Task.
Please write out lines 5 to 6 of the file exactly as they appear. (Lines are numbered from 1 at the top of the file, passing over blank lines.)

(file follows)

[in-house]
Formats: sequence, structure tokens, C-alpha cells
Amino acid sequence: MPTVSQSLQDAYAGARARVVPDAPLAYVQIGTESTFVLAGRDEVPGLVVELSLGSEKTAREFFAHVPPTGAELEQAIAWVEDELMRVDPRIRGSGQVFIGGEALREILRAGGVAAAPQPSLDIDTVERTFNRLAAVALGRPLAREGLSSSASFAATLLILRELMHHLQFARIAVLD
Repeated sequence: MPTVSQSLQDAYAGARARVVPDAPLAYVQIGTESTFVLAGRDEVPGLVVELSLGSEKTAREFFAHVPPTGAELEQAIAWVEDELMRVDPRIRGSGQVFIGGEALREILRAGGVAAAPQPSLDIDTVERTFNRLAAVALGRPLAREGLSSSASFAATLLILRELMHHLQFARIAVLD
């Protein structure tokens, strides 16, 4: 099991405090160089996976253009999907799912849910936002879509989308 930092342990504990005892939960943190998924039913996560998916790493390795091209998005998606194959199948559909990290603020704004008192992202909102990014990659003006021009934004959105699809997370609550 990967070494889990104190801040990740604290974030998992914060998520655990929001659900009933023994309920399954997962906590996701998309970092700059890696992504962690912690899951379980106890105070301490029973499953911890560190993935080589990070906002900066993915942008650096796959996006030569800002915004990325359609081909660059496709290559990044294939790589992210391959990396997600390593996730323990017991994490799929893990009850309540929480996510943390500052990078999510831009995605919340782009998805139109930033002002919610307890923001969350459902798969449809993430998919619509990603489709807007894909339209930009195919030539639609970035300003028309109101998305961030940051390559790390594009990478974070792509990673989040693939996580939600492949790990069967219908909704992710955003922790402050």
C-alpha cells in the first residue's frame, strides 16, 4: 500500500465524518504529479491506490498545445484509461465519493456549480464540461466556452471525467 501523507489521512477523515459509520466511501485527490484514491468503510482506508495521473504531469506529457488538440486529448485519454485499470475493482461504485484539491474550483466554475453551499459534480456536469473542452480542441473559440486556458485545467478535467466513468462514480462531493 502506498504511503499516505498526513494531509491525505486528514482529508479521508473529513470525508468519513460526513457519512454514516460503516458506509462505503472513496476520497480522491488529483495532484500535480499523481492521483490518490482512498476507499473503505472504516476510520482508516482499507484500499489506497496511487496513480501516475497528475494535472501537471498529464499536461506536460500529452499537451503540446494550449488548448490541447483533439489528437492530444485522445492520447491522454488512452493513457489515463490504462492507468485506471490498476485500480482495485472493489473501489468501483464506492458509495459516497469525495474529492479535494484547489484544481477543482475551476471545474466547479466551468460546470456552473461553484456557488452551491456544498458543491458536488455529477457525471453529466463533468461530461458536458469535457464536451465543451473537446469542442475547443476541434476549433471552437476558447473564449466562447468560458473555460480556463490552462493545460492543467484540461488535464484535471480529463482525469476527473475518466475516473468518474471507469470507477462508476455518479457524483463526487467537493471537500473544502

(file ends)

């Protein structure tokens, strides 16, 4: 099991405090160089996976253009999907799912849910936002879509989308 930092342990504990005892939960943190998924039913996560998916790493390795091209998005998606194959199948559909990290603020704004008192992202909102990014990659003006021009934004959105699809997370609550 990967070494889990104190801040990740604290974030998992914060998520655990929001659900009933023994309920399954997962906590996701998309970092700059890696992504962690912690899951379980106890105070301490029973499953911890560190993935080589990070906002900066993915942008650096796959996006030569800002915004990325359609081909660059496709290559990044294939790589992210391959990396997600390593996730323990017991994490799929893990009850309540929480996510943390500052990078999510831009995605919340782009998805139109930033002002919610307890923001969350459902798969449809993430998919619509990603489709807007894909339209930009195919030539639609970035300003028309109101998305961030940051390559790390594009990478974070792509990673989040693939996580939600492949790990069967219908909704992710955003922790402050």
C-alpha cells in the first residue's frame, strides 16, 4: 500500500465524518504529479491506490498545445484509461465519493456549480464540461466556452471525467 501523507489521512477523515459509520466511501485527490484514491468503510482506508495521473504531469506529457488538440486529448485519454485499470475493482461504485484539491474550483466554475453551499459534480456536469473542452480542441473559440486556458485545467478535467466513468462514480462531493 502506498504511503499516505498526513494531509491525505486528514482529508479521508473529513470525508468519513460526513457519512454514516460503516458506509462505503472513496476520497480522491488529483495532484500535480499523481492521483490518490482512498476507499473503505472504516476510520482508516482499507484500499489506497496511487496513480501516475497528475494535472501537471498529464499536461506536460500529452499537451503540446494550449488548448490541447483533439489528437492530444485522445492520447491522454488512452493513457489515463490504462492507468485506471490498476485500480482495485472493489473501489468501483464506492458509495459516497469525495474529492479535494484547489484544481477543482475551476471545474466547479466551468460546470456552473461553484456557488452551491456544498458543491458536488455529477457525471453529466463533468461530461458536458469535457464536451465543451473537446469542442475547443476541434476549433471552437476558447473564449466562447468560458473555460480556463490552462493545460492543467484540461488535464484535471480529463482525469476527473475518466475516473468518474471507469470507477462508476455518479457524483463526487467537493471537500473544502